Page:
WW1 New Zealand VC recipient Reginald Stanley Judson
- Foreign & Commonwealth Office
- Part of:
- Archive commemorating overseas WW1 Victoria Cross recipients and New Zealand
- 20 June 2016
The story of New Zealand First World War Victoria Cross recipient Reginald Stanley Judson.
16 men from New Zealand received the Victoria Cross, Britain’s highest award for gallantry, during the First World War. As part of the Centenary Commemorations the people of the United Kingdom marked their gratitude to those courageous men by presenting a bronze memorial plaque to their home country engraved with their names. The plaque is now displayed in the grounds of the New Zealand Parliament, Wellington. This archive tells their stories.
Name: Reginald Stanley Judson
DOB: 29 September 1881
Place of Birth: Wharehine, New Zealand
Date of Action: 26 August 1918
Place of Action: near Bapaume, France
Regiment: 1st Battalion, Auckland Infantry Regiment, New Zealand Expeditionary Force
Reginald Stanley Judson was born on 29 September 1881 in Wharehine, New Zealand. He was married with four children and working as an engineer when he enlisted in the New Zealand Expeditionary Force in October 1915. In September 1916, he fought with the 1st Battalion Auckland Infantry Regiment in the Battle of Flers-Courcelette and took almost two years to recover from his wounds.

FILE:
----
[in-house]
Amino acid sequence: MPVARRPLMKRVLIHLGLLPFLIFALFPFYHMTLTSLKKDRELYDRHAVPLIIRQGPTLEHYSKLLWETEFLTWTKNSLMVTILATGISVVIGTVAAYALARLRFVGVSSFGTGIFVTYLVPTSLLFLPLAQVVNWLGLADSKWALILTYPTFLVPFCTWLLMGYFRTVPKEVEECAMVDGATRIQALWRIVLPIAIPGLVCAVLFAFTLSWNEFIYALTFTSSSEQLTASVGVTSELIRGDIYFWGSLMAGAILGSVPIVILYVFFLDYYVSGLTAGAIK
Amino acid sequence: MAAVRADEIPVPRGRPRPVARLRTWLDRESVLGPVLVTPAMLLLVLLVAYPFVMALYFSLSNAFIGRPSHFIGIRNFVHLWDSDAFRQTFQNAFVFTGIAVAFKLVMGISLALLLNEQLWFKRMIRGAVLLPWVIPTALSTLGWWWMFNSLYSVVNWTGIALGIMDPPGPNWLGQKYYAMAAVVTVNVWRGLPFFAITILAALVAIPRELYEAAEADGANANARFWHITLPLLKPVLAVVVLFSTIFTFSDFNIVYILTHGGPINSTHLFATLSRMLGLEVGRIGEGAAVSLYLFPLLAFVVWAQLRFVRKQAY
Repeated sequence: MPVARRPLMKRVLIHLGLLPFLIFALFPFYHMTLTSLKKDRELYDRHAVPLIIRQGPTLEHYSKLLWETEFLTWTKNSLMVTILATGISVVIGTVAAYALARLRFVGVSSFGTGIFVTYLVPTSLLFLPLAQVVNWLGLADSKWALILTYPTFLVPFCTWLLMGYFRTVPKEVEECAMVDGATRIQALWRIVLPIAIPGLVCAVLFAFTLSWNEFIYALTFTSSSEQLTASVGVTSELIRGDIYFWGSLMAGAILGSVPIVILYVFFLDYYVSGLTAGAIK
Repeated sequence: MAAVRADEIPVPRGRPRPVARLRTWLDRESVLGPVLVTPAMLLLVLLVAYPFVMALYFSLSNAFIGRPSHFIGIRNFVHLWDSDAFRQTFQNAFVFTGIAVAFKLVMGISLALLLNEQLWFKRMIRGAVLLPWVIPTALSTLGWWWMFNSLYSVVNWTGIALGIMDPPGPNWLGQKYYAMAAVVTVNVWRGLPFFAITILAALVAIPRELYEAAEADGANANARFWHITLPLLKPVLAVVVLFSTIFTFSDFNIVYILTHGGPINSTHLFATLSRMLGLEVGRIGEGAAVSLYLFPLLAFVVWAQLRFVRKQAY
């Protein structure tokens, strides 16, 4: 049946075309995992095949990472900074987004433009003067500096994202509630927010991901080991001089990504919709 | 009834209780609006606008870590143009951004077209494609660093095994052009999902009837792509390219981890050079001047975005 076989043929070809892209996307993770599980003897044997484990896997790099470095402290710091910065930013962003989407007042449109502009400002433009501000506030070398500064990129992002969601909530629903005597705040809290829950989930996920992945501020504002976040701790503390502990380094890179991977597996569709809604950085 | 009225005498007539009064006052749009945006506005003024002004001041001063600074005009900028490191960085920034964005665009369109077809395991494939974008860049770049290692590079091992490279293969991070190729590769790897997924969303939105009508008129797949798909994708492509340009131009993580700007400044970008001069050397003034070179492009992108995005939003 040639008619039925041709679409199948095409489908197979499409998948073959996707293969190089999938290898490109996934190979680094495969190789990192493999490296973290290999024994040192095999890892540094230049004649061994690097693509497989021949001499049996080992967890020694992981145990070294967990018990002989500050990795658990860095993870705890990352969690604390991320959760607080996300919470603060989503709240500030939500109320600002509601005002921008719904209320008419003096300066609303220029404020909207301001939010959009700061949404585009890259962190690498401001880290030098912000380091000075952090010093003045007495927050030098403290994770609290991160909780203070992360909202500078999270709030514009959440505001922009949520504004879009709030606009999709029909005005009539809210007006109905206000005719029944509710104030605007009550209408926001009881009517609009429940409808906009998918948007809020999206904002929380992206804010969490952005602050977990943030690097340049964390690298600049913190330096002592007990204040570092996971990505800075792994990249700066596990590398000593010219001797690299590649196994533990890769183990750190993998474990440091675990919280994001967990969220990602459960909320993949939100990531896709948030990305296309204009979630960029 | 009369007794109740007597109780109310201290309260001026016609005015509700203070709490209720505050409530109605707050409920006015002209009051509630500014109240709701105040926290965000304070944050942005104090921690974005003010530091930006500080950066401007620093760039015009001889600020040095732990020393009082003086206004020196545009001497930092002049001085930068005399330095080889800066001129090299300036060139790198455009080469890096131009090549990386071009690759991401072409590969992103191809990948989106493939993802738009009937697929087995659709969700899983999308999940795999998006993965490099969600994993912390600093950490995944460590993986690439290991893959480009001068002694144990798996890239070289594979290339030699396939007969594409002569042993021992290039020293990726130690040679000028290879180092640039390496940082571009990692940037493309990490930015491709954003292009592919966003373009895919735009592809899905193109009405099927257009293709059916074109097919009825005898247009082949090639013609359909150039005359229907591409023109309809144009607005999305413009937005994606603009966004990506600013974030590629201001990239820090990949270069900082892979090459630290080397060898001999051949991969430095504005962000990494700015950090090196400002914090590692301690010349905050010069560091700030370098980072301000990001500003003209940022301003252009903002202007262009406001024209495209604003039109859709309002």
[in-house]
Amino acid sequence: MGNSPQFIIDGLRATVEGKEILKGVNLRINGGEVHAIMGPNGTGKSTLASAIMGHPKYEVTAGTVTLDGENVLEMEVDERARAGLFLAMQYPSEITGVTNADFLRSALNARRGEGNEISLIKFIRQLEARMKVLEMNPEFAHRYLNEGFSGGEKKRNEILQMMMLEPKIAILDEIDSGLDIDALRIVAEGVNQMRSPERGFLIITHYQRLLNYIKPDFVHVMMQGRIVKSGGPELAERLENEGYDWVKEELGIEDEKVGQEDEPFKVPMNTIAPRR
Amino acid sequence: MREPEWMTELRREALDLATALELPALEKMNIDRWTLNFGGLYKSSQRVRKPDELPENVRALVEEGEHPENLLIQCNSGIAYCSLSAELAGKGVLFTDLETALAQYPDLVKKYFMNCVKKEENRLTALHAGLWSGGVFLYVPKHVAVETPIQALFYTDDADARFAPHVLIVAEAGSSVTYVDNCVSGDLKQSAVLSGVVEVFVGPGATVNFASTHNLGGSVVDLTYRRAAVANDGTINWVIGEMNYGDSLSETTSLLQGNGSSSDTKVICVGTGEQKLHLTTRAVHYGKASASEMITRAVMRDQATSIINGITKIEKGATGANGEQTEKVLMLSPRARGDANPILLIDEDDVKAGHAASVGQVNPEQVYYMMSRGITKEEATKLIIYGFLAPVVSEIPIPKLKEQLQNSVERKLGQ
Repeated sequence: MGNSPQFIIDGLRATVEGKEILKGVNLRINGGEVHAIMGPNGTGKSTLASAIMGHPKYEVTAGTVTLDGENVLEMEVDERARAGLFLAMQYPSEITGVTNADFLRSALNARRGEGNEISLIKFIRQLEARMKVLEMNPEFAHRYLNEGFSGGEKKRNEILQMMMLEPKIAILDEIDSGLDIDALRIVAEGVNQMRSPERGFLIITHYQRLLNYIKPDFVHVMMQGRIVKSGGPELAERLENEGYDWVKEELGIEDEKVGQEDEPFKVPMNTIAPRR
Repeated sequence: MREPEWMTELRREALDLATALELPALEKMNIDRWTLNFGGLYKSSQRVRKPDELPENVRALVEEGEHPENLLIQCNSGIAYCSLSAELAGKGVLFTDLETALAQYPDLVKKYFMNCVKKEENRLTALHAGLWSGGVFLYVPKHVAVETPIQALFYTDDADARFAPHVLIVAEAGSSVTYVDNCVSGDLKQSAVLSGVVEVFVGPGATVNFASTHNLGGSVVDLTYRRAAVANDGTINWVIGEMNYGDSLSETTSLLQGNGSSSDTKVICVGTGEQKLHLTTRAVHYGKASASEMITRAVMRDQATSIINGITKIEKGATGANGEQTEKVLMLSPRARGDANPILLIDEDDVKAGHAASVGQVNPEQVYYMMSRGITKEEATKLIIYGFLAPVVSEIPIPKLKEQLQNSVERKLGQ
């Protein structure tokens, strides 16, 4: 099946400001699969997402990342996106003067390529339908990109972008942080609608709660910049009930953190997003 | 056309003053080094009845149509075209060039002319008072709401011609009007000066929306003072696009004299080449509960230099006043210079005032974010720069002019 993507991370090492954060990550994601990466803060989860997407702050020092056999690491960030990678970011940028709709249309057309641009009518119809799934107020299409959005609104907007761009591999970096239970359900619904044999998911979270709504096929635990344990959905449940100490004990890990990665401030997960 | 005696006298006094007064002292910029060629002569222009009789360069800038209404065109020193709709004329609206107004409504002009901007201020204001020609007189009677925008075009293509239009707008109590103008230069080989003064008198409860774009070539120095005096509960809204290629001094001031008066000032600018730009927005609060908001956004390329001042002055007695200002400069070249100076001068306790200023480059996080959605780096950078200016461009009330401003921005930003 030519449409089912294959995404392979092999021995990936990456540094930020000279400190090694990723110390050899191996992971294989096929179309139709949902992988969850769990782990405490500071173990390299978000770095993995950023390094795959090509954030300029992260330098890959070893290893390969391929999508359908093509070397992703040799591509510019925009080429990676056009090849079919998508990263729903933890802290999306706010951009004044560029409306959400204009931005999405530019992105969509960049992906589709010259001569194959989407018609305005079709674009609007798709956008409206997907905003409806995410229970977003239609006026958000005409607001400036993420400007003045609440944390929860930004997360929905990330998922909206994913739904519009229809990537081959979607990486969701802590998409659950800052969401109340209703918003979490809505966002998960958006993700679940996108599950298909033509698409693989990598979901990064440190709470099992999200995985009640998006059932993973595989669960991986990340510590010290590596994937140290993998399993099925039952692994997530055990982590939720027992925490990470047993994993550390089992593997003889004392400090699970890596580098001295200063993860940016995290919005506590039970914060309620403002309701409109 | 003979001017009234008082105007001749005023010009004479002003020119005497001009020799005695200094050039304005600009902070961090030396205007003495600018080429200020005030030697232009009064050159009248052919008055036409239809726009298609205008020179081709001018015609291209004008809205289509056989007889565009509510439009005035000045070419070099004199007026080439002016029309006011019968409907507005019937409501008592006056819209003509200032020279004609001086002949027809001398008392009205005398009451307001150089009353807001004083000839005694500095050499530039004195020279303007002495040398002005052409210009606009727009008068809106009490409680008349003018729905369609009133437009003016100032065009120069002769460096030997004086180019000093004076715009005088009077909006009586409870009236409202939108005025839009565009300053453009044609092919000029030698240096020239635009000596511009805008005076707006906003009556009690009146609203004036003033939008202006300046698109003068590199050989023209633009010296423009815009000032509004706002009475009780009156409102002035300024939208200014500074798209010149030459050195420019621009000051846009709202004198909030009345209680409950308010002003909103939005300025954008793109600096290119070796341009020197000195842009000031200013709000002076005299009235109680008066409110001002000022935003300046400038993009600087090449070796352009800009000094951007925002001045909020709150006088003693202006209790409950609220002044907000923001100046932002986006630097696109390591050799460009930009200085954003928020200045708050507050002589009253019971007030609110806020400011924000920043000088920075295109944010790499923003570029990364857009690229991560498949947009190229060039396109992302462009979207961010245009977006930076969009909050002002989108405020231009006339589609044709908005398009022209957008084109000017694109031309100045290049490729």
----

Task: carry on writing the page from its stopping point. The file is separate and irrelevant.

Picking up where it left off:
Sergeant Judson returned to the Western Front in June 1918. In a four week period in July-August 1918, he received the Distinguished Conduct Medal, the Military Medal and the Victoria Cross, the latter awarded for his actions on 26 August 1918 at the Second Battle of Bapaume. His citation reads:
For most conspicuous bravery and devotion to duty when, in an attack on enemy positions, he led a small bombing party under heavy fire and captured an enemy machine-gun. He then proceeded up the sap alone, bombing three machine-gun crews before him. Jumping out of the trench he ran ahead of the enemy. Then, standing on the parapet, he ordered the party, consisting of two officers and about ten men, to surrender. They instantly fired on him, but he threw a bomb and jumped down amongst them, killed two, and put the rest to flight, and so captured two machine-guns. This prompt and gallant action not only saved many lives, but also enabled the advance to be continued unopposed.
After the war, Judson remained in the army. He served on the Home Front in the Second World War, and later became a farmer. He died aged 90 in 1972.
Published: 20 June 2016